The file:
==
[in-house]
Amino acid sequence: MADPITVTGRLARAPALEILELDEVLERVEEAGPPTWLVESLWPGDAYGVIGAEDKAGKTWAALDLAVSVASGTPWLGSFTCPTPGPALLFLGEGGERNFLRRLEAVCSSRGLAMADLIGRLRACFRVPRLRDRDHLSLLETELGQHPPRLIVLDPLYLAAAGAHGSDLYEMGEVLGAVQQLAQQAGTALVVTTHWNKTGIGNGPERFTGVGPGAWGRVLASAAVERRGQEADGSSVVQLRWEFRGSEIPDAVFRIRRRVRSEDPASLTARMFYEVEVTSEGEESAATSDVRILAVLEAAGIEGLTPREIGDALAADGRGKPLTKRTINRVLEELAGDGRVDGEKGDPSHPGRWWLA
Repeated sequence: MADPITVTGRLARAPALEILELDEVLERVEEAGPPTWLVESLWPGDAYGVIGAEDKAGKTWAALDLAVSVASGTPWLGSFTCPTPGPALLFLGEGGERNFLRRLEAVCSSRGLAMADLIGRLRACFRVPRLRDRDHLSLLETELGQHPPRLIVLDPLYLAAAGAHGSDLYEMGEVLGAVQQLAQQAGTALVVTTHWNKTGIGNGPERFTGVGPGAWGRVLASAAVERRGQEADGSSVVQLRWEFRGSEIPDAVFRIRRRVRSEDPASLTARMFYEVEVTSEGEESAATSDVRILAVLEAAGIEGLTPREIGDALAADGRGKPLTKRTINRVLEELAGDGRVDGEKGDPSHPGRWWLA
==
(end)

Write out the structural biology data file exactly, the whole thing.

[in-house]
Amino acid sequence: MADPITVTGRLARAPALEILELDEVLERVEEAGPPTWLVESLWPGDAYGVIGAEDKAGKTWAALDLAVSVASGTPWLGSFTCPTPGPALLFLGEGGERNFLRRLEAVCSSRGLAMADLIGRLRACFRVPRLRDRDHLSLLETELGQHPPRLIVLDPLYLAAAGAHGSDLYEMGEVLGAVQQLAQQAGTALVVTTHWNKTGIGNGPERFTGVGPGAWGRVLASAAVERRGQEADGSSVVQLRWEFRGSEIPDAVFRIRRRVRSEDPASLTARMFYEVEVTSEGEESAATSDVRILAVLEAAGIEGLTPREIGDALAADGRGKPLTKRTINRVLEELAGDGRVDGEKGDPSHPGRWWLA
Repeated sequence: MADPITVTGRLARAPALEILELDEVLERVEEAGPPTWLVESLWPGDAYGVIGAEDKAGKTWAALDLAVSVASGTPWLGSFTCPTPGPALLFLGEGGERNFLRRLEAVCSSRGLAMADLIGRLRACFRVPRLRDRDHLSLLETELGQHPPRLIVLDPLYLAAAGAHGSDLYEMGEVLGAVQQLAQQAGTALVVTTHWNKTGIGNGPERFTGVGPGAWGRVLASAAVERRGQEADGSSVVQLRWEFRGSEIPDAVFRIRRRVRSEDPASLTARMFYEVEVTSEGEESAATSDVRILAVLEAAGIEGLTPREIGDALAADGRGKPLTKRTINRVLEELAGDGRVDGEKGDPSHPGRWWLA